Mars to support farmers in the Royal Canin supply chain in adopting regen-ag practices

By Jane Byrne

- Last updated on GMT

Mars backs regen ag practices in Royal Canin supply chain

Related tags Royal Canin pet food Mars regenerative agriculture carbon emissions

Mars believes regenerative agriculture is a key driver in reducing carbon emissions, and it wants to help farmers in the Royal Canin supply chain to engage in such an approach.

To do so, the Mars Inc’s pet food brand is teaming up with Soil Capital, an agronomy company that motivates, trains, and helps reward farmers to implement climate-smart practices that lower carbon emissions through sequestration and reduction.

The partners aim to:

  • Engage, train, and financially support farmers to adopt regenerative agriculture practices on up to 300,000 acres of farmland, an area larger than Luxembourg.
  • Deliver 150,000 tons of greenhouse gas (GHG) removals and reductions, on average, each year – the equivalent of taking 30,000 cars off the road.

The partnership will initially focus on supporting the transition of 250 farmers in Belgium and France to such practices, before expanding into other European countries. Similar partnerships are being developed in North America and are being explored in Latin America and Asia.

Mars Inc’s Sustainable in a Generation Plan​ seeks to achieve net zero GHG emissions across its full value chain by 2050.

There is not yet one definition of regenerative agriculture, but the term includes agricultural processes that provide benefits such as reducing GHG emissions, improving biodiversity, better soil health, better climate resilience and improved water retention, said Luc Beerens, global sustainable sourcing director, Mars.

"The farmers that are part of the Soil Capital partnership will be supported in taking measures towards carbon reduction and sequestration that are best suited to the particular farm. Some examples of these measures include organic fertilization, reduced or no tillage, legumes in the crop rotation, cover cropping, reduced fuel use and reduced use of synthetic inputs," he told FeedNavigator. 

Participating farmers draw up a GHG balance-sheet of their farm, which is analysed and benchmarked against others in their region in order to prioritise actions that will improve both its profitability and its emissions impact, explained Beerens.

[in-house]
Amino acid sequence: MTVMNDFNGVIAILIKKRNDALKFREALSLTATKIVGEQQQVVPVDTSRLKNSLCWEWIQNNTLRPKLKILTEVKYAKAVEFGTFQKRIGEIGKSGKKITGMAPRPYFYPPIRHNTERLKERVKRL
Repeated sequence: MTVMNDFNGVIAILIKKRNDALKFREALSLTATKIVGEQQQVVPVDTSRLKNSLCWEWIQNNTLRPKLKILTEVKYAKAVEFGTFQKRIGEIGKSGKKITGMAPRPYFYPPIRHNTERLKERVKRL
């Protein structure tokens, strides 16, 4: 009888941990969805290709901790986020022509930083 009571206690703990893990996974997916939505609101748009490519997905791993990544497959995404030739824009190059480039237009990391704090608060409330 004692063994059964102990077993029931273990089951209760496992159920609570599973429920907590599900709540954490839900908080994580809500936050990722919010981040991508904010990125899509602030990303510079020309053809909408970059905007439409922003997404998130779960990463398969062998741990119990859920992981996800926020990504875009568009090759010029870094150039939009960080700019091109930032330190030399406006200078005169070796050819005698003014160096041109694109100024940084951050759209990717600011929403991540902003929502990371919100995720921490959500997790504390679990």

They will receive carbon certificates corresponding to the on-farm results obtained by implementing such regen-ag practices. "These certificates are brought to the voluntary carbon market and sold to companies that wish to actively support producers of their raw materials in becoming carbon neutral or better."

Call to arms 

Mars Inc is part of the Sustainable Markets Initiative (SMI) Agribusiness Taskforce. Also involved in that undertaking are executives from Bayer, HowGood, Indigo Agriculture, Mars, McCain Foods, McDonald’s, Mondelez, Olam, PepsiCo, Sustainable Food Trust, Waitrose & Partners and Yara International.

In November 2022, the taskforce released an action plan​ to scale regenerative farming, warning that adoption rates were currently lagging far behind the rate needed to effectively tackle climate change. The taskforce cited analysis from Systemiq claiming that regenerative farming needs to make up at least 40% of global cropland by 2030, up from around 15% today, to limit climate change to 1.5 degrees.

The SMI is calling for common metrics and market-based financial incentives for environmental outcomes, targeted government policy and an overhaul of food sourcing to make transition to regenerative agriculture an easy business decision for farmers.

Task Force Chair, Grant Reid, remarked in November: “These are unprecedented times with supply chains under enormous pressure and the impacts of climate change all too real. Regenerative farming is a critical part of the solution, and our report shows all too clearly that – despite pockets of great work – adoption rates are far too slow as the short-term economic case for change is not compelling enough for farmers. As an industry, we need to address these areas with urgency if we are to hit our net zero commitments and protect against future supply-chain disruption.”

The SMI outlined five key areas which it believes require urgent action to make the economics of regenerative farming more appealing to farmers. These are:

  • Agree common metrics for environmental outcomes
  • Build farmers’ income from environmental outcomes such as carbon reduction and removal
  • Create mechanisms to share the cost of transition with farmers
  • Ensure government policy enables and rewards farmers for transition
  • Develop new sourcing models to spread the cost of transition 

And in March this year, the SMI launched a project whereby global law firms work to advance efforts on climate change and sustainability. The initiative aims to amplify the contribution of lawyers and other legal professionals in using the law to effect sustainable solutions, building momentum for a positive impact.

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